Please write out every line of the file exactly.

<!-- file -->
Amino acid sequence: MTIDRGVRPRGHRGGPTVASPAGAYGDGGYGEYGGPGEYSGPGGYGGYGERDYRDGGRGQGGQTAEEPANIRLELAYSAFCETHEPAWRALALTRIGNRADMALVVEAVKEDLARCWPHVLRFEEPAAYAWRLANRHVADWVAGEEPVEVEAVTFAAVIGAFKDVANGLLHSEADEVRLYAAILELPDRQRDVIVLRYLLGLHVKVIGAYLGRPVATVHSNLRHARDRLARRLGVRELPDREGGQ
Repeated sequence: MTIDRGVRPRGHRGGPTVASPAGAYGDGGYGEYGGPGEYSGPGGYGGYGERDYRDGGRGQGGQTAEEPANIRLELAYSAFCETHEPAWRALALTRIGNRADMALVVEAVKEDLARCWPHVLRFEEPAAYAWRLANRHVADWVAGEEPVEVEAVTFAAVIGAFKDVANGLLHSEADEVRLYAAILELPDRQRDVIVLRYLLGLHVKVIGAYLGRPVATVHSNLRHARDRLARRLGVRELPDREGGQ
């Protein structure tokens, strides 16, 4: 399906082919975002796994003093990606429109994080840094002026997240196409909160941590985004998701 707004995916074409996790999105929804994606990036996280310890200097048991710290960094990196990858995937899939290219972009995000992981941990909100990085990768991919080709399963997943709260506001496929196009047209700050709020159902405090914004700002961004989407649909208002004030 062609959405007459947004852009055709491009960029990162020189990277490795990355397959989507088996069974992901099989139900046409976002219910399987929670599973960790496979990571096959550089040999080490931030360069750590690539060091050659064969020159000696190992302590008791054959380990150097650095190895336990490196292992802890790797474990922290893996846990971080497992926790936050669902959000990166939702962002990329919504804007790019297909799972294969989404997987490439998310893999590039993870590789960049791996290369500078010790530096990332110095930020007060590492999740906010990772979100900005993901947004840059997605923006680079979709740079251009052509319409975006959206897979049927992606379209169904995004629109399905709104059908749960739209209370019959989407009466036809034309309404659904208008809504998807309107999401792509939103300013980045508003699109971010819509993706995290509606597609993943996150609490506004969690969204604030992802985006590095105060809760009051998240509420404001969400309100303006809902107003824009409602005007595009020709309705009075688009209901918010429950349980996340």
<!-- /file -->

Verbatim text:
Amino acid sequence: MTIDRGVRPRGHRGGPTVASPAGAYGDGGYGEYGGPGEYSGPGGYGGYGERDYRDGGRGQGGQTAEEPANIRLELAYSAFCETHEPAWRALALTRIGNRADMALVVEAVKEDLARCWPHVLRFEEPAAYAWRLANRHVADWVAGEEPVEVEAVTFAAVIGAFKDVANGLLHSEADEVRLYAAILELPDRQRDVIVLRYLLGLHVKVIGAYLGRPVATVHSNLRHARDRLARRLGVRELPDREGGQ
Repeated sequence: MTIDRGVRPRGHRGGPTVASPAGAYGDGGYGEYGGPGEYSGPGGYGGYGERDYRDGGRGQGGQTAEEPANIRLELAYSAFCETHEPAWRALALTRIGNRADMALVVEAVKEDLARCWPHVLRFEEPAAYAWRLANRHVADWVAGEEPVEVEAVTFAAVIGAFKDVANGLLHSEADEVRLYAAILELPDRQRDVIVLRYLLGLHVKVIGAYLGRPVATVHSNLRHARDRLARRLGVRELPDREGGQ
């Protein structure tokens, strides 16, 4: 399906082919975002796994003093990606429109994080840094002026997240196409909160941590985004998701 707004995916074409996790999105929804994606990036996280310890200097048991710290960094990196990858995937899939290219972009995000992981941990909100990085990768991919080709399963997943709260506001496929196009047209700050709020159902405090914004700002961004989407649909208002004030 062609959405007459947004852009055709491009960029990162020189990277490795990355397959989507088996069974992901099989139900046409976002219910399987929670599973960790496979990571096959550089040999080490931030360069750590690539060091050659064969020159000696190992302590008791054959380990150097650095190895336990490196292992802890790797474990922290893996846990971080497992926790936050669902959000990166939702962002990329919504804007790019297909799972294969989404997987490439998310893999590039993870590789960049791996290369500078010790530096990332110095930020007060590492999740906010990772979100900005993901947004840059997605923006680079979709740079251009052509319409975006959206897979049927992606379209169904995004629109399905709104059908749960739209209370019959989407009466036809034309309404659904208008809504998807309107999401792509939103300013980045508003699109971010819509993706995290509606597609993943996150609490506004969690969204604030992802985006590095105060809760009051998240509420404001969400309100303006809902107003824009409602005007595009020709309705009075688009209901918010429950349980996340």